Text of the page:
• Finished

Forum "Social Inclusion and Music in an Aged Society"

  • Music ,
  • Lecture / Symposium

Lectures and training for the art activities leading to social inclusion

There are a growing need and increasing attention for activities which spotlight the inclusivity of arts in recent years. Such movement introduced legislation for promoting artistic activities for people with disabilities. On the other hand, we, as practitioners of “arts activities leading to social inclusion,” are still trying to figure out how to handle those activities and how to deliver them with higher quality.

The Tokyo Bunka Kaikan, therefore, launched lectures and skill-up training to sort out the points we need to understand on practicing “arts activities leading to social inclusion.” The focus will be on performing arts such as music and dance.

The forum is in collaboration with the Tokyo Metropolitan Art Museum and the experts of social inclusion and aged society. We work together to organize the current situations and tasks of the subject matter and reconsider the potential and the roles that arts and music can fulfill in our society.


Lecture#1 “An introduction to Social Inclusion”
Mia Nakamura (Sociology of Music and Arts / Associate Professor, Graduate School of Design, Kyushu University)
“Social Inclusion” is a term you almost get it but not quite. This lecture offers an insight into the potential of arts and music to develop an inclusive society, reflecting on their fundamental roles.

Lecture#2 “The 100-year Life and Arts”
Nahoko Kusaka (Psychology of Aging / Professor, Faculty of Contemporary Social Studies, Doshisha Women’s College of Liberal Arts)
Our target is Wonderful Aging. Through this lecture, we draw the connection between the purpose of life and the creativity of arts and music to live a fulfilling life in old age.
(The case study of the music workshops for senior citizens hosted by the Tokyo Bunka Kaikan is included.)

Discussion “Social Inclusion and Arts/Music in an Aged Society”
Nahoko Kusaka / Mia Nakamura
The discussion tries to figure out the social roles that arts and music can take to achieve a pluralist society and live through a lively life.


Mia Nakamura (Sociology of Music and Arts / Associate Professor, Graduate School of Design, Kyushu University)
After graduating from the Tokyo University of the Arts, Nakamura continued her study at the graduate school of the University of Michigan and other places in musicology and cultural studies. She works on proposals for cultural policy and research on the process and structure that arts activities influence people and societies, focusing on the physical nonverbal communication of culture and arts. Nakamura currently serves as the deputy director of Social Art Lab of Kyushu University which commits itself to the social issues through arts. She is the author of Hajimete no “Shakai Hosetsu x Bunka Geijutsu” Handbook (Beginners Handbook for “Social Inclusion x Culture and the Arts” ) (joint research between the Agency for Cultural Affairs, Government of Japan and Kyushu University), Ongaku wo Hiraku—Arts, Care, Bunka no Trilogy (Open up music—a trilogy of Arts, Care, and Culture) (Suiseisha, 2013). Nakamura received her Ph.D. from the Tokyo University of the Arts.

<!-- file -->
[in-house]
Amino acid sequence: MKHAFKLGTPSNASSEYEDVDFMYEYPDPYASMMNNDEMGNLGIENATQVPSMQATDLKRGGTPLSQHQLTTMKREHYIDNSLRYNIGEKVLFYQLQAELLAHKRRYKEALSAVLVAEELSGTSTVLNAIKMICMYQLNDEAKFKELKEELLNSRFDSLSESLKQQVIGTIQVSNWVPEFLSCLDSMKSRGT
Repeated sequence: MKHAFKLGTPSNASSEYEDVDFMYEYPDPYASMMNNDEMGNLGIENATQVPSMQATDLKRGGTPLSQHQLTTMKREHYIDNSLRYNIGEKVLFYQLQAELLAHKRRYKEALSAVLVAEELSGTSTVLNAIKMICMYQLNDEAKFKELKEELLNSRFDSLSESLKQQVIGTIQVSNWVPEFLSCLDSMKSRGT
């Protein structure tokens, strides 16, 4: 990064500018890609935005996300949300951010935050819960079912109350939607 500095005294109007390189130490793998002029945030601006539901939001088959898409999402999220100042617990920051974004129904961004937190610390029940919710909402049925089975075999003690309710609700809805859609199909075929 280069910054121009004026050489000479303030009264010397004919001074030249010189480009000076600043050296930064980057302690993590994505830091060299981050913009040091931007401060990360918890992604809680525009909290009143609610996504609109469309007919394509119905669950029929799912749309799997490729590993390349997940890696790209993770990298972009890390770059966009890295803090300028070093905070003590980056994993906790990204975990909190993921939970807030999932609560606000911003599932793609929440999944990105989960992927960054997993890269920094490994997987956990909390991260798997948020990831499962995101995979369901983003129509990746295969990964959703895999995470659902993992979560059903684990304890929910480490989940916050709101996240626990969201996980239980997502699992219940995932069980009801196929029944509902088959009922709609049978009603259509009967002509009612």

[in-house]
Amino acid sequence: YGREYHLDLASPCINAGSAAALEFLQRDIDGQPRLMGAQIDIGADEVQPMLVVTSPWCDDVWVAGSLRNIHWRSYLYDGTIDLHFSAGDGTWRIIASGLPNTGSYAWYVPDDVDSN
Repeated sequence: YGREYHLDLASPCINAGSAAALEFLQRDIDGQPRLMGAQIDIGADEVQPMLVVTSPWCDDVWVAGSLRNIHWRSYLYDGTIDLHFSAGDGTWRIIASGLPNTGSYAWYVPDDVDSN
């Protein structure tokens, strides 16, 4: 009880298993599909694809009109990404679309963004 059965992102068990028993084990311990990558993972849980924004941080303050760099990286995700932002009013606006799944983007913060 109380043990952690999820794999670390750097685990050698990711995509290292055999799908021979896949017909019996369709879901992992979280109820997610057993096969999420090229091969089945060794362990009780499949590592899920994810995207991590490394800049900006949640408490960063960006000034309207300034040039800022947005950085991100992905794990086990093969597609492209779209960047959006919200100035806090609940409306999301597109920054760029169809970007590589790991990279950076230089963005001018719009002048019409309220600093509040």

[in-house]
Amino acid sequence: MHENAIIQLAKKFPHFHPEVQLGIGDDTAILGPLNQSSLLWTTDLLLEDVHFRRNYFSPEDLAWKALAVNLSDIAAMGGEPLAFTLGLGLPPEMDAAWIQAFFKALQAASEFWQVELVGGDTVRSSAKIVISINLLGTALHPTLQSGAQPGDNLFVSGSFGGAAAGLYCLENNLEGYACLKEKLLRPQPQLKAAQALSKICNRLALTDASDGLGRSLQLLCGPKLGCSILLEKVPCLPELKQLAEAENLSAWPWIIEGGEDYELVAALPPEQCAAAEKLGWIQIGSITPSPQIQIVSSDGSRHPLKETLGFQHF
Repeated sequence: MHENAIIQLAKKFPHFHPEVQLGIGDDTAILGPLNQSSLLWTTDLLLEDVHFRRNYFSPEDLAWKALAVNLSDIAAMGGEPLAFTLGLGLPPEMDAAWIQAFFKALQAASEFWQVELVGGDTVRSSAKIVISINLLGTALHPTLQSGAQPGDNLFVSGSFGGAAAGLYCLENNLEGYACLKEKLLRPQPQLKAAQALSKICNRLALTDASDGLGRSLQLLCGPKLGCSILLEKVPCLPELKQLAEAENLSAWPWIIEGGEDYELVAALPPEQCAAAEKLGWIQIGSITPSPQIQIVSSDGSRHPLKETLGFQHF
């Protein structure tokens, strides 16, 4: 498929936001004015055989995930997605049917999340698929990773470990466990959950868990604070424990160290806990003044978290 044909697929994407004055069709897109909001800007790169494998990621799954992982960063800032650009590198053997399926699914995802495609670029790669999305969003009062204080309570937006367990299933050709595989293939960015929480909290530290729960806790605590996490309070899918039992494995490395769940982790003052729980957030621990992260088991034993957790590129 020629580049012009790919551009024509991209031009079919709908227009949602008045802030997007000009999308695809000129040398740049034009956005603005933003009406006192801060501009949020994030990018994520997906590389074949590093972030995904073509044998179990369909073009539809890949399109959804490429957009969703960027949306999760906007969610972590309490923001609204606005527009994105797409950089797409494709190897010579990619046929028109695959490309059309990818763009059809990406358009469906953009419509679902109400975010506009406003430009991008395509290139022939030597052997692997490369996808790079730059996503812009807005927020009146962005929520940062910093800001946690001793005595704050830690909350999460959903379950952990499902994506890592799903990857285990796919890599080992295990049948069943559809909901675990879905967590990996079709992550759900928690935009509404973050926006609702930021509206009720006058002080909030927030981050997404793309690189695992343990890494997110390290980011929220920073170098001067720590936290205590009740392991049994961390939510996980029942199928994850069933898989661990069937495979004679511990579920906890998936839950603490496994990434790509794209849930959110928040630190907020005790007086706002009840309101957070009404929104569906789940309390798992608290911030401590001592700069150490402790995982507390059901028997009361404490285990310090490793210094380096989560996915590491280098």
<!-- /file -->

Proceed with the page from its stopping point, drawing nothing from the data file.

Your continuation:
Nahoko Kusaka (Psychology of Aging / Professor, Faculty of Contemporary Social Studies, Doshisha Women’s College of Liberal Arts)
Kusaka does research on a “community of practice,” which encourages both “individual independence” and “symbiosis” by cooperating among diverse people of all ages and leads to the fulfillment of people’s lives. “Wonderful Aging” is a term she created to define as the fulfilling aging process that one can keep pursuing one’s purpose in life. Recently, she has worked on empirical research about the prevention of depression and dementia for the elderly collaborating with Kyoto and Kyotanabe city (Kyoto, Japan) and examination of developmental support for life design in old age. Kusaka is the author of numerous books including Wonderful Aging—Jinsei Kohan wo Yutaka ni Ikiru Positive Shinrigaku (Wonderful Aging—Positive Psychology to live fulfilling later lives) (Nakanishiya, 2012). She received her Ph.D. (educational psychology), completing the doctoral course in the educational psychology major of the Graduate School of Humanities, Kwansei Gakuin University. She is also an FJCBCP (Foundation of the Japanese Certification Board for Clinical Psychologists) credentialed clinical psychologist and a nationally licensed psychologist.


People in the field of arts, music, education, and social welfare; artists; cultural administration personnel; students; researchers; and such




60 (first-come-first-served basis)

How to reserve

Peatix Application Form (only in Japanese)


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*The lectures and discussion are conducted only in Japanese.
*The program is subject to change under certain circumstances.
*Pre-school children are not allowed to attend this event.


Tokyo Bunka Kaikan, Production Section
TEL: 03-3828-2111


Tokyo Metropolitan Art Museum, Art Study Room (8-36 Ueno-Park Taito-ku, Tokyo)



Organized by
The Tokyo Metropolitan Government, Tokyo Bunka Kaikan / Arts Council Tokyo (Tokyo Metropolitan Foundation for History and Culture)
Collaborated by
Tokyo Metropolitan Art Museum (Tokyo Metropolitan Foundation for History and Culture)
Supported by
The Japan Foundation for Regional Art-Activities, Agency for Cultural Affairs, Government of Japan